“I wanted to get rid of primers like this,” he said. “I feel my greatest accomplishment was getting rid of Dick and Jane and encouraging students to approach reading as a pleasure, not a chore.

“The old readers were the most stultifying, stupid way to teach kids. That constant repetition just turned them off to reading. I tried to turn them on.”

Geisel won acclaim from his audience long before he received it from the critics.

“He went through a long period of being a bit condescended to by the children’s literature critical Establishment,” said John Donovan, president of the Children’s Book Council, a New York-based national trade association of children’s book publishers.


“For a long time, there was a kind of dismissive view of him because he was too popular . . . and because his vocabulary was so simple. But as time has worn on, they’ve done a complete about-face,” he said.

Geisel never published a book under his real name. Seuss was his middle name, to which he added an authoritative “Dr.” He said he was saving his own name for the great American novel. But when he finally wrote that novel--”The Seven Lady Godivas”--he was not satisfied with it. It became his only flop.

“I had no ability as a novelist,” Geisel said. “I spent all my time trying to get rid of extraneous words and boiling the thing down to the essentials. But a novelist’s technique is putting those extraneous, nonessential things back in.”

Indeed, Geisel’s style was simple even when addressing conventions of librarians or booksellers, where he would be asked to make a speech.

“When others would make these long speeches, Ted would write a little poem that was appropriate for the occasion, one that would just take three or four minutes to read,” said Donovan.

He never attempted a second novel, although he did write a Seussian book on the travails of aging that he uncharacteristically directed to an older audience: “You’re Only Old Once!: A Book for Obsolete Children.”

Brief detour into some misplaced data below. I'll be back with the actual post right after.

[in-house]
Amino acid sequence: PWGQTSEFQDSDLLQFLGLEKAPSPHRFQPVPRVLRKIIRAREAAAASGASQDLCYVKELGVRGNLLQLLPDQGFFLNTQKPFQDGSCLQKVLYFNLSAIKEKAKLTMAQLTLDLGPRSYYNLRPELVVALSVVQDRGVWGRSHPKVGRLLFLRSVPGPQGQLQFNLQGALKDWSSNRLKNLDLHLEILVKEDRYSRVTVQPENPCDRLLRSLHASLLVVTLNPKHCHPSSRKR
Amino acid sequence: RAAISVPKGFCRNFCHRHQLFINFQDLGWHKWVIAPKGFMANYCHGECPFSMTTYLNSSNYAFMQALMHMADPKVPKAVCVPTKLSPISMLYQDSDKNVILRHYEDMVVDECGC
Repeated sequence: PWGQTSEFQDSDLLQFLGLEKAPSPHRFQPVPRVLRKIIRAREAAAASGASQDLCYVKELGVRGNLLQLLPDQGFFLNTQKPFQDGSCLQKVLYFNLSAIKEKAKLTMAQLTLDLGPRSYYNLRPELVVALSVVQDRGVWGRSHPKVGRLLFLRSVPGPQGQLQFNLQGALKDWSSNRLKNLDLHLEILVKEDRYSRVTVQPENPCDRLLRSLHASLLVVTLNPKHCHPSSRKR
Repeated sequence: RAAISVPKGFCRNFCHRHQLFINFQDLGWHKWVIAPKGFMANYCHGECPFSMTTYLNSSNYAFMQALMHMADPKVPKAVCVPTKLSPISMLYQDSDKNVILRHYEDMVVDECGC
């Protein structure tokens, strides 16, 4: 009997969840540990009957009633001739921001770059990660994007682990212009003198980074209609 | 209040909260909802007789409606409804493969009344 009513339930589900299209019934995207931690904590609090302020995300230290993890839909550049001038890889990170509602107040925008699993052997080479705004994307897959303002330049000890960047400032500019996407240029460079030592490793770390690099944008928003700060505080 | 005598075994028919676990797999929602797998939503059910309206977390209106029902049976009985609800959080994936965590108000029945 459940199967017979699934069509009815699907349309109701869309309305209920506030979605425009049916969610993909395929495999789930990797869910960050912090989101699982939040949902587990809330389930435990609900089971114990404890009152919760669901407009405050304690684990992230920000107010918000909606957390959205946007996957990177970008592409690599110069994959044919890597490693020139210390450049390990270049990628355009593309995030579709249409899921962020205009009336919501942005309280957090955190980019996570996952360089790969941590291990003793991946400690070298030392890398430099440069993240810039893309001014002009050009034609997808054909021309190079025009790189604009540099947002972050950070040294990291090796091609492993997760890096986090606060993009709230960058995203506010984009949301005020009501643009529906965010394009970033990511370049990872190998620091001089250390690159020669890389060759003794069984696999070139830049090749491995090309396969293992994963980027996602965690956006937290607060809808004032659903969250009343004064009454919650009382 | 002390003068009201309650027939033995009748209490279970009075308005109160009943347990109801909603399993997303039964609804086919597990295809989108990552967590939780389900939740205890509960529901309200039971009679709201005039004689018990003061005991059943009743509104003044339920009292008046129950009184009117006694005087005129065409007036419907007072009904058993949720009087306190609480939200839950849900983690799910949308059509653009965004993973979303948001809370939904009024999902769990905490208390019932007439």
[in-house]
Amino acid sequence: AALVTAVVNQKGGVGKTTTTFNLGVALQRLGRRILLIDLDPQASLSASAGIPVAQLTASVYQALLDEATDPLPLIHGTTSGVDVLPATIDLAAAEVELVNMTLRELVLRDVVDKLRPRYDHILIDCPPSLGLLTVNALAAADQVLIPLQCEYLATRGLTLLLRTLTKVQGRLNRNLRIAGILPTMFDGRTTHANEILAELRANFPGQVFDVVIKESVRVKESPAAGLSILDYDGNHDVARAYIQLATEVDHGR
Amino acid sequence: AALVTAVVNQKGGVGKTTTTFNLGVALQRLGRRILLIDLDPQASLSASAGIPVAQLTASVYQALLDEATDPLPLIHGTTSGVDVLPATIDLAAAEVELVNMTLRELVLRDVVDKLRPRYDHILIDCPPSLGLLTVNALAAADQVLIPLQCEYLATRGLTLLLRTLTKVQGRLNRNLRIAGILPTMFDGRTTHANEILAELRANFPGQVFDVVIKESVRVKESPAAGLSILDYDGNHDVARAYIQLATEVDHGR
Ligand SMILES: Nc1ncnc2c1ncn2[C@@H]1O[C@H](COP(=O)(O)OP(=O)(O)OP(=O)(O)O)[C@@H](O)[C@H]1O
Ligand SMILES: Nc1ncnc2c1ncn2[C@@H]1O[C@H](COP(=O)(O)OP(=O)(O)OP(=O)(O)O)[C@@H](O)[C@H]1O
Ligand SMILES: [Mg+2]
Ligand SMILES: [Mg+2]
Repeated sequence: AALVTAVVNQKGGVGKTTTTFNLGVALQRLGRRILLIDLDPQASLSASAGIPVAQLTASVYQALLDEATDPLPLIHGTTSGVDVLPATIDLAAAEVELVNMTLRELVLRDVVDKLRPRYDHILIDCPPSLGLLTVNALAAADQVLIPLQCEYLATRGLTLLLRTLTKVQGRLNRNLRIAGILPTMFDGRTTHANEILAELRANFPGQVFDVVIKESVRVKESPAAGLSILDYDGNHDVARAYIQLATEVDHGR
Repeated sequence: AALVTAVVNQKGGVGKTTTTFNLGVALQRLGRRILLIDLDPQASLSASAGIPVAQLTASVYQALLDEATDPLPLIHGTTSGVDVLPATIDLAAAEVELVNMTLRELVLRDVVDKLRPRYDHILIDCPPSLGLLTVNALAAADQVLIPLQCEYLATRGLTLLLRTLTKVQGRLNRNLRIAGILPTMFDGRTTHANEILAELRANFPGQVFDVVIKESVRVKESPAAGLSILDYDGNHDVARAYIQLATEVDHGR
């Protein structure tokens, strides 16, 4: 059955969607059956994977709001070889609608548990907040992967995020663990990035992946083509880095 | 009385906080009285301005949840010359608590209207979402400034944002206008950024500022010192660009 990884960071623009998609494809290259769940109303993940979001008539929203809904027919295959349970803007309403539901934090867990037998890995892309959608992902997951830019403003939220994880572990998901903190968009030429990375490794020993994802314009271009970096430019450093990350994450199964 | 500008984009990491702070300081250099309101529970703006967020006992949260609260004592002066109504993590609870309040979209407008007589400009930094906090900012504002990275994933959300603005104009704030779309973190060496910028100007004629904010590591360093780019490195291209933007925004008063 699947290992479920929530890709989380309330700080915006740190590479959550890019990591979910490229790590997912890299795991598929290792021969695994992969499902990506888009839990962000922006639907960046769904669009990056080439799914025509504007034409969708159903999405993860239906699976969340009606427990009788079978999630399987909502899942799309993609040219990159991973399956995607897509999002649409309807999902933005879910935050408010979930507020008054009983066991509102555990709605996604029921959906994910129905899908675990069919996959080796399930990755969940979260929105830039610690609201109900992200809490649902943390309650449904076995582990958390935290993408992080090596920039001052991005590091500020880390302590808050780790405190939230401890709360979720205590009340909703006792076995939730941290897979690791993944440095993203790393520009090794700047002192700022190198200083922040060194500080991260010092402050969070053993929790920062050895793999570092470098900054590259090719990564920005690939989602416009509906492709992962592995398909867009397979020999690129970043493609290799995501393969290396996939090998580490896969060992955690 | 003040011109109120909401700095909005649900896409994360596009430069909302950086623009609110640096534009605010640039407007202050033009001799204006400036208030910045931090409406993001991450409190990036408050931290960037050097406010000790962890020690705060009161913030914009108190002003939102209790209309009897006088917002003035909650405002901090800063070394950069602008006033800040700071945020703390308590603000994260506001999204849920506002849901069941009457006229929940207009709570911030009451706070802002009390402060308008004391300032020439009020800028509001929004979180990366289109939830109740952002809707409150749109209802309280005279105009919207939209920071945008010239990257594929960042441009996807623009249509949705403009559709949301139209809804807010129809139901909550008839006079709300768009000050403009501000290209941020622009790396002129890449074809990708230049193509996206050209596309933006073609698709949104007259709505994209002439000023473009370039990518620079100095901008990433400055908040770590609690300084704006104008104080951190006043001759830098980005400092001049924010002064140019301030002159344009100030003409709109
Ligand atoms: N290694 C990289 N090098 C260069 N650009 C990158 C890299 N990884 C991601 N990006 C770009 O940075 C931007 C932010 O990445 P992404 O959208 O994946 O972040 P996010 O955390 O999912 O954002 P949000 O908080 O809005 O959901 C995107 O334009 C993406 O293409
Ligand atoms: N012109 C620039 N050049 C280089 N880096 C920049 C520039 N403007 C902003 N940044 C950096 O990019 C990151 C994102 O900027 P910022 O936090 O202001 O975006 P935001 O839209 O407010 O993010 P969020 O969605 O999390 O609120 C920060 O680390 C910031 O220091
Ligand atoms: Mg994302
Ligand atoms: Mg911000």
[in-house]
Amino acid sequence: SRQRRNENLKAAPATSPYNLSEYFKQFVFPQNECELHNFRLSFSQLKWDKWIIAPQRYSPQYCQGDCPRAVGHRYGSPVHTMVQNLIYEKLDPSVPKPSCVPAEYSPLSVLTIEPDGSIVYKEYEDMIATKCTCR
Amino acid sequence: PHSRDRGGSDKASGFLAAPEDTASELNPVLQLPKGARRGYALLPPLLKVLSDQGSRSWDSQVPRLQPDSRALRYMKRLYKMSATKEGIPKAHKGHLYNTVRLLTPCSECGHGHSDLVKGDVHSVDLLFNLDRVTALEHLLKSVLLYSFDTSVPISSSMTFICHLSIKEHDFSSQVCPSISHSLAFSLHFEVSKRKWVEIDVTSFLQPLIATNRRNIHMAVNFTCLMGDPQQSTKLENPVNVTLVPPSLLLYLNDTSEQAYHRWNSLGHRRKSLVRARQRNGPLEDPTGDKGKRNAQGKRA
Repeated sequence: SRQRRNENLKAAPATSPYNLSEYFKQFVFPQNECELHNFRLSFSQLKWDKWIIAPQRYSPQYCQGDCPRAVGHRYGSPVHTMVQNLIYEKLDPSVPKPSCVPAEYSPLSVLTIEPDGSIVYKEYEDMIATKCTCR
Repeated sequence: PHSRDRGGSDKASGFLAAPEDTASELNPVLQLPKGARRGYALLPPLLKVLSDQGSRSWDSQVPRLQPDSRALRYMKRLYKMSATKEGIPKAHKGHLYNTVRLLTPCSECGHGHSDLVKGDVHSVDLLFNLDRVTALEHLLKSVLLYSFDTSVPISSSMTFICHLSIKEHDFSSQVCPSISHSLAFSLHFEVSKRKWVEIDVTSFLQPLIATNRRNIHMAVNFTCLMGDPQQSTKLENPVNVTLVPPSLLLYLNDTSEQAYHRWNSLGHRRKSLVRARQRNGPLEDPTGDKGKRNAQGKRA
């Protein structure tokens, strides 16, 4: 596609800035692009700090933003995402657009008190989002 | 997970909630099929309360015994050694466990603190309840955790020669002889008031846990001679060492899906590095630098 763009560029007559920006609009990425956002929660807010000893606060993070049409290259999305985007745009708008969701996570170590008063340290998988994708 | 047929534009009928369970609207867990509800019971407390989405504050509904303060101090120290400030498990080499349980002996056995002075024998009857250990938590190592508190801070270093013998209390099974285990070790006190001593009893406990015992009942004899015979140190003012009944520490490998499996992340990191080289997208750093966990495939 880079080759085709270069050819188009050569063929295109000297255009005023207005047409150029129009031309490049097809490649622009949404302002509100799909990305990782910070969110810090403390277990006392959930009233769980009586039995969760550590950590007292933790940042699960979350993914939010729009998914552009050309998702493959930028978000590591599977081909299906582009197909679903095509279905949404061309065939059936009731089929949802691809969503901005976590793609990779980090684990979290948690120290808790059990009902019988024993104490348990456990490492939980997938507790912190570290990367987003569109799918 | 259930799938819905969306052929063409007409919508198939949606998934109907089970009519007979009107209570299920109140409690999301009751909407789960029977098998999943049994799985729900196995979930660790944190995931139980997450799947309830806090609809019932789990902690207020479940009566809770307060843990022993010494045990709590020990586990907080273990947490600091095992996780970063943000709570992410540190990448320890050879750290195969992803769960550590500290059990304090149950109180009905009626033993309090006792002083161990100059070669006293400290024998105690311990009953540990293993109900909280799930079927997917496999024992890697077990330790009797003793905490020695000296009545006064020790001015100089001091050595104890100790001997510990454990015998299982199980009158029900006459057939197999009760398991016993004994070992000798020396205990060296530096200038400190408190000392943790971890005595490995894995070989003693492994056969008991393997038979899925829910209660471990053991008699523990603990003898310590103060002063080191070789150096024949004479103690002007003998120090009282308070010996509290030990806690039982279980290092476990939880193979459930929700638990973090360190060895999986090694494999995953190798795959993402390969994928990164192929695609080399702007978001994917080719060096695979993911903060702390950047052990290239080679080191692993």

It was inspired by his own ordeals with getting older--batteries of medical tests and hours spent staring at fish aquariums in hospital waiting rooms.

He vented his frustration at the whole medical process this way:

When at last we are sure you’ve been properly pilled, then a few paper forms must be properly filled so that you and your heirs may be properly billed.

The book quickly sold out a first printing of 200,000 copies and shot to the top of the New York Times bestseller list for nonfiction.

Geisel’s own reading tastes were admittedly “trashy.” He preferred a bestseller or a Reader’s Digest condensed book to a well-written novel.

His tastes in painting, however, were much more sophisticated, and he could discuss obscure British painters and French museums authoritatively. The one great regret of his career, Geisel said, was that he never refined his skills as a painter.

“I’m honest enough with myself to know I wouldn’t have written the Great American Novel, but I think I could have created some fine paintings . . . if I would have had some proper training and the time to pursue it.”


Not that Geisel the artist wasn’t recognized. While he never was awarded the Caldecott Medal, considered the nation’s highest award for illustrators (he did win a Caldecott for writing), a Dr. Seuss retrospective at the San Diego Museum of Art in 1986 attracted 200,000 visitors.

Geisel grew up in Springfield, Mass., where his father ran the park system, including the city zoo. Many of his wild characters were conceived as he sat on a zoo bench, conjuring up visions and variations of the exotic animals.

He studied literature at Dartmouth College, and then attended Oxford University and planned to get his doctorate and teach English literature. But he soon tired of the academic life and decided to return home.

The famous Seuss verse and meter were born in the Atlantic Ocean on the liner Kungsholm. He became preoccupied with the rhythm of the ship’s engines and began experimenting with words to fit the meter. Those early scrawlings led to his first book: “And to Think That I Saw It on Mulberry Street.”

It was rejected by 27 publishers before it was picked up by Vanguard Press.

Geisel had a full career before he began writing Dr. Seuss books full time. He was a political cartoonist for the New York newspaper PM, and during World War II was attached to Frank Capra’s documentary filmmaking unit.